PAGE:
US authorities did not abandon efforts against Fallujah however. The growing insurgency and its Islamist variants only heightened Fallujah’s position in the eyes of occupation authorities. What was needed was a justification, and alternative project to promote US military control over Fallujah. Seven months later, following increased insurgent activities across Anbar, and with the nominal cover of the ‘sovereign’ Interim Iraqi government of Iyad Allawi, US forces again surrounded and invaded the city. Dubbed ‘Operation Phantom Fury’ by US forces and al-Fajr (the Dawn) by the Iraqis involved, the assault on the city began 7 November 2004.
For the week preceding the assault civilians and non-combatants were urged to evacuate the city and some 200000 of the city’s 250000 residents fled into exile as internally displaced persons (IDPs) with no government or occupation assistance. In this action – promoted as a humanitarian gesture by the US forces – lay the basis of a new Iraq as carried out by the occupation. For, as international and regional pressures staid the hand of military action against the city in April 2004 on humanitarian grounds, what was preventing the military defeat of the insurgency was the failure of US authorities to decipher and disrupt the articulation of Fallujans identity; the network of connections between local affinity groups and familial bonds, linguistic and other identity markers that allowed the population to maintain a sense of their own place and solidarity. Breaking this solidarity would be necessary to break the tacit consent for the insurgency in Anbar.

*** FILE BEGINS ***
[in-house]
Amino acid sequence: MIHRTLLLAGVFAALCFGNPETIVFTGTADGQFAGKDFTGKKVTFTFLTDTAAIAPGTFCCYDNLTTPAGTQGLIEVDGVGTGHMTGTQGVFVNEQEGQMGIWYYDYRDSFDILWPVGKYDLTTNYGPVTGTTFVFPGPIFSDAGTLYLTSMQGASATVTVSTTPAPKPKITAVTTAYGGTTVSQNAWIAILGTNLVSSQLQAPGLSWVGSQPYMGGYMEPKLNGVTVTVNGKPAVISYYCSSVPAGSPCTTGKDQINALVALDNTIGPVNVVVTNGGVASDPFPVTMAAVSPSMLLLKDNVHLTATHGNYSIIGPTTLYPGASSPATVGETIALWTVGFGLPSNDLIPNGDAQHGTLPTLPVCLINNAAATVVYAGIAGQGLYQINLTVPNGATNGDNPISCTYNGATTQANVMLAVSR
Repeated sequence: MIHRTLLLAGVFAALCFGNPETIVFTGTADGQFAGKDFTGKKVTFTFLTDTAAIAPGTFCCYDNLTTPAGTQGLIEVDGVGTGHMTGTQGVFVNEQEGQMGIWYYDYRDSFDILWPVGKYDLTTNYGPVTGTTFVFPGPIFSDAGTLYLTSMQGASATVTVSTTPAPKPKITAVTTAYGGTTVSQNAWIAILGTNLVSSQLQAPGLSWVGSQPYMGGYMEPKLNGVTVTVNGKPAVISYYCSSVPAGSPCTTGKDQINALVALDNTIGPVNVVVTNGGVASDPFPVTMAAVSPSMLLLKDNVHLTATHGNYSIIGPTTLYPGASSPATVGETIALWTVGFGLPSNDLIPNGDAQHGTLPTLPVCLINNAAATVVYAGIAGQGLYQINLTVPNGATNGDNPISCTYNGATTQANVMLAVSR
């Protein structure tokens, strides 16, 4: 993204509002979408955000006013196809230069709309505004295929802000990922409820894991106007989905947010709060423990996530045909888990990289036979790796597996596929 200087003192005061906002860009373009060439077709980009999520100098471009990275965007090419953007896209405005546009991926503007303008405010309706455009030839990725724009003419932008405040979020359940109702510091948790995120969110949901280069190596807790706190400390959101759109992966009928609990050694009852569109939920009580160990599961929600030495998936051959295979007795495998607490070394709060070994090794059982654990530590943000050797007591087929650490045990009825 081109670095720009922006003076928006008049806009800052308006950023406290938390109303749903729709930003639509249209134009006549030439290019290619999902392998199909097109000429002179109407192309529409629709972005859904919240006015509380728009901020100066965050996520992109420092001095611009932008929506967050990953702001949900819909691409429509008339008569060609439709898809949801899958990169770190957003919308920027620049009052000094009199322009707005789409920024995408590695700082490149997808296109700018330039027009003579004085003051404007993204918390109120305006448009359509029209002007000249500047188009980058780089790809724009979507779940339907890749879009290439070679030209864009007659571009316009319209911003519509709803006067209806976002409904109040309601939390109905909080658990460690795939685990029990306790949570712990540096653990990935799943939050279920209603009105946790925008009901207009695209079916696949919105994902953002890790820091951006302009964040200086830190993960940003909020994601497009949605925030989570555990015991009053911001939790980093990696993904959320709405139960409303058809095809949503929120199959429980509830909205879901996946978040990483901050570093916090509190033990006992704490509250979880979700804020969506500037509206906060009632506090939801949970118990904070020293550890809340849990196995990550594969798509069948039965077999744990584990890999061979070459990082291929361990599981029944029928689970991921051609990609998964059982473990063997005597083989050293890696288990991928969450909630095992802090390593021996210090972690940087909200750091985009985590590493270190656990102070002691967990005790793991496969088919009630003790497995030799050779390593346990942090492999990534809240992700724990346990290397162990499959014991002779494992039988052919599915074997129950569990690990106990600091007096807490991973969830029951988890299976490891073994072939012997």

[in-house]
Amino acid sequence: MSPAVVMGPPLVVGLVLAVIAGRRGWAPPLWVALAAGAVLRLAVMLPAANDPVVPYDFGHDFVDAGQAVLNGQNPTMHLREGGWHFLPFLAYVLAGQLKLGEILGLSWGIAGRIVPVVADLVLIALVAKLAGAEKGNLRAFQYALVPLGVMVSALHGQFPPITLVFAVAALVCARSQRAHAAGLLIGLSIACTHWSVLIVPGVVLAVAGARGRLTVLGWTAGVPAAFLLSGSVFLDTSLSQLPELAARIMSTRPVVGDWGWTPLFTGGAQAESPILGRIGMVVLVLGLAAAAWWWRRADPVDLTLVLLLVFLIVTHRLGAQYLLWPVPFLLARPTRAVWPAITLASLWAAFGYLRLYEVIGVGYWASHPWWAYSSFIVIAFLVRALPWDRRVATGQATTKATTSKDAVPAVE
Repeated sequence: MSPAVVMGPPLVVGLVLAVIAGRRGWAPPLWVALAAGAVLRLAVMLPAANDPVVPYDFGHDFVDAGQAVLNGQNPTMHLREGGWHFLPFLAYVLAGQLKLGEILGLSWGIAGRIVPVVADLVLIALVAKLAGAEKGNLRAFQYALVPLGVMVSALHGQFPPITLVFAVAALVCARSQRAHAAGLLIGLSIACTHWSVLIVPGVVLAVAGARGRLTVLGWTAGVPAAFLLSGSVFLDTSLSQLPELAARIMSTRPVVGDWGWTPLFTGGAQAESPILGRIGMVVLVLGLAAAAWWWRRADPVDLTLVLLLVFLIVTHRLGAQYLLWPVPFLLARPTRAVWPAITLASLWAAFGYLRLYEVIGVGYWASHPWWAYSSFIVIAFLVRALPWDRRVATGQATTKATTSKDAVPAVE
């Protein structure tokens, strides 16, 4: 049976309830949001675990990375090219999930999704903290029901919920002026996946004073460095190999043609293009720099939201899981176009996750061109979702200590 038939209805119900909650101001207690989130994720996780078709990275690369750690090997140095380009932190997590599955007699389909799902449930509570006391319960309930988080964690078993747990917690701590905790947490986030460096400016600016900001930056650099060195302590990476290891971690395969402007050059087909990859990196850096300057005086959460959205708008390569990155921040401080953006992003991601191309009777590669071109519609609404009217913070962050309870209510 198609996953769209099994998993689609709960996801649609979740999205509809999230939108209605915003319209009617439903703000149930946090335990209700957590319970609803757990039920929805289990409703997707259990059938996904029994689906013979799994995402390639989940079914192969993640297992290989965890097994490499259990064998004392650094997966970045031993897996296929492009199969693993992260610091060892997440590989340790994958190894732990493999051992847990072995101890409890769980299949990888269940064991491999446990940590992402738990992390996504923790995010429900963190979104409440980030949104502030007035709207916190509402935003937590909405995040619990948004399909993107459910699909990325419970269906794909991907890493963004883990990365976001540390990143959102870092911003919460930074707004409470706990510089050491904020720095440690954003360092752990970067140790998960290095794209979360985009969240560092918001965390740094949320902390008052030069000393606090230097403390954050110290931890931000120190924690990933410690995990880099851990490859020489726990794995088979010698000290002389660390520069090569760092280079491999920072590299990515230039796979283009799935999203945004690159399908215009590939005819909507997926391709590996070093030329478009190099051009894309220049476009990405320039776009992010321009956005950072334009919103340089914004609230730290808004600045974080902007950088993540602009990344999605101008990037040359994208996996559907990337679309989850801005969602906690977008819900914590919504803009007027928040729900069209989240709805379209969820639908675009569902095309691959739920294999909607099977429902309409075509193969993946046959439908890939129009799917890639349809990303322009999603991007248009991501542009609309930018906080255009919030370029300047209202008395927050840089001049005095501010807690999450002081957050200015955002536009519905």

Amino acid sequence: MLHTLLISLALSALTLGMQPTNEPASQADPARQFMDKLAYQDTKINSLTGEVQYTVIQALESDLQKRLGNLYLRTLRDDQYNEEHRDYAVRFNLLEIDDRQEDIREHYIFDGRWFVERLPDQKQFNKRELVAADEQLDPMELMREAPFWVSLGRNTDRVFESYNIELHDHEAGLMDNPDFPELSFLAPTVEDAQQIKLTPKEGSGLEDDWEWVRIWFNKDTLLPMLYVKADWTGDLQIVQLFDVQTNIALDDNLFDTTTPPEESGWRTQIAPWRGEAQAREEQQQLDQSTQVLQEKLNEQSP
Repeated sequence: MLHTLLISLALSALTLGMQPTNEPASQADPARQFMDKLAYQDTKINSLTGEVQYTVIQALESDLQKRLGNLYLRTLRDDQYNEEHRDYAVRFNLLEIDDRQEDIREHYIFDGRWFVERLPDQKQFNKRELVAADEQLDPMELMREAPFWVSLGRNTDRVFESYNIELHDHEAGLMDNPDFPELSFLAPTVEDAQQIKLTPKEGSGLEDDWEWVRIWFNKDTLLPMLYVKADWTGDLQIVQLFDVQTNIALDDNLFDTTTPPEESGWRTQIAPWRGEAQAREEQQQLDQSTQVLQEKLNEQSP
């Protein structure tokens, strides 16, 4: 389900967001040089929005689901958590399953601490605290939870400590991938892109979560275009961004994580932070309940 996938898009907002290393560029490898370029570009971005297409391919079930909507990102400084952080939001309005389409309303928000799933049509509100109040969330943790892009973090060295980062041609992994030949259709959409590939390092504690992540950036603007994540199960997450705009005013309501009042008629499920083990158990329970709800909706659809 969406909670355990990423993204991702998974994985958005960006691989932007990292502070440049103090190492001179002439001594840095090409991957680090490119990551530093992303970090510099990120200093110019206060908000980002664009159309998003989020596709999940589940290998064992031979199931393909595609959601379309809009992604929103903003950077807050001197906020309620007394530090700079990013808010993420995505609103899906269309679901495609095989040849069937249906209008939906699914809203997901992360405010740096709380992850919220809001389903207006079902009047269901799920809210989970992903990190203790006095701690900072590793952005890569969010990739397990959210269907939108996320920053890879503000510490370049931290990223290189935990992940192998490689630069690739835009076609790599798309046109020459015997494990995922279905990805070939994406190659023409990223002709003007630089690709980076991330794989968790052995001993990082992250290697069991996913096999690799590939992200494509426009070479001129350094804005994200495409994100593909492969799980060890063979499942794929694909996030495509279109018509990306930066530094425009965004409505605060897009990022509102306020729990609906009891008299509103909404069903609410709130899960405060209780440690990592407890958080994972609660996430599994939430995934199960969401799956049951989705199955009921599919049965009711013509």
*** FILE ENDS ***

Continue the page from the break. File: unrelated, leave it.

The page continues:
In so doing however, it required the creation of new identities, crafted by the needs of foreign logics implemented through the use of force. Fallujans were systematically divided into four distinct categories. Women, children, and the elderly were to be displaced to an unknown locale – no humanitarian provisions were forthcoming from either the US military forces or the “Iraqi” authorities in Baghdad. Nominally identified as ‘Iraqis’ they were to step aside while the cleansing of the ‘non-Iraqi’ elements in Fallujah took place and then return to ‘vote’ in the elections to select representatives and confirm their status as ‘new Iraqis’. Those noncombatants unable or unwilling to leave were encouraged to avoid contact with anyone outside their homes, to survive without drinking water and electricity (which was shut off prior to the invasion) and on the meager foodstuffs they could procure. Lost to the vagaries of chance their survival was abandoned as ‘rules of engagement’ stipulated by the invasion forces expanded scope of lethality. These noncombatants, whether now displaced outside the city or left under the rubble of their home’s remains, were nominated to be ‘new-Iraqis’ and to be the embodiment of what US forces were fighting for – for their Iraqiness, their soon-to-be democratic identity. Return to the city – to Fallujahns homes and lives – was predicated on the removal of the ‘old’ and the acceptance of the new biometrically catalogued and determined identity.